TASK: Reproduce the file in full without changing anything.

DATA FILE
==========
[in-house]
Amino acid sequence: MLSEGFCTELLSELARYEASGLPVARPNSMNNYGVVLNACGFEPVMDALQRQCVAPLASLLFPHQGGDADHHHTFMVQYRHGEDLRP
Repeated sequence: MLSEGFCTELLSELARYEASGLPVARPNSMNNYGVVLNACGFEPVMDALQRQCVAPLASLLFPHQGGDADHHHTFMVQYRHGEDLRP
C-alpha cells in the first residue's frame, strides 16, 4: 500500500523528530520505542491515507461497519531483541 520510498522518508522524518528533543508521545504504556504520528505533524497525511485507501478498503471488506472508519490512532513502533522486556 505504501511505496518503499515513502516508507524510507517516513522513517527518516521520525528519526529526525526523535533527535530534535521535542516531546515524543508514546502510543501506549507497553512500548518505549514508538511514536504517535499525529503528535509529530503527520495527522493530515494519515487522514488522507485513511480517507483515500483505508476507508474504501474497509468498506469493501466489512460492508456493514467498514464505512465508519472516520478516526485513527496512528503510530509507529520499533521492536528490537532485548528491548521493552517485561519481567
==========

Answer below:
[in-house]
Amino acid sequence: MLSEGFCTELLSELARYEASGLPVARPNSMNNYGVVLNACGFEPVMDALQRQCVAPLASLLFPHQGGDADHHHTFMVQYRHGEDLRP
Repeated sequence: MLSEGFCTELLSELARYEASGLPVARPNSMNNYGVVLNACGFEPVMDALQRQCVAPLASLLFPHQGGDADHHHTFMVQYRHGEDLRP
C-alpha cells in the first residue's frame, strides 16, 4: 500500500523528530520505542491515507461497519531483541 520510498522518508522524518528533543508521545504504556504520528505533524497525511485507501478498503471488506472508519490512532513502533522486556 505504501511505496518503499515513502516508507524510507517516513522513517527518516521520525528519526529526525526523535533527535530534535521535542516531546515524543508514546502510543501506549507497553512500548518505549514508538511514536504517535499525529503528535509529530503527520495527522493530515494519515487522514488522507485513511480517507483515500483505508476507508474504501474497509468498506469493501466489512460492508456493514467498514464505512465508519472516520478516526485513527496512528503510530509507529520499533521492536528490537532485548528491548521493552517485561519481567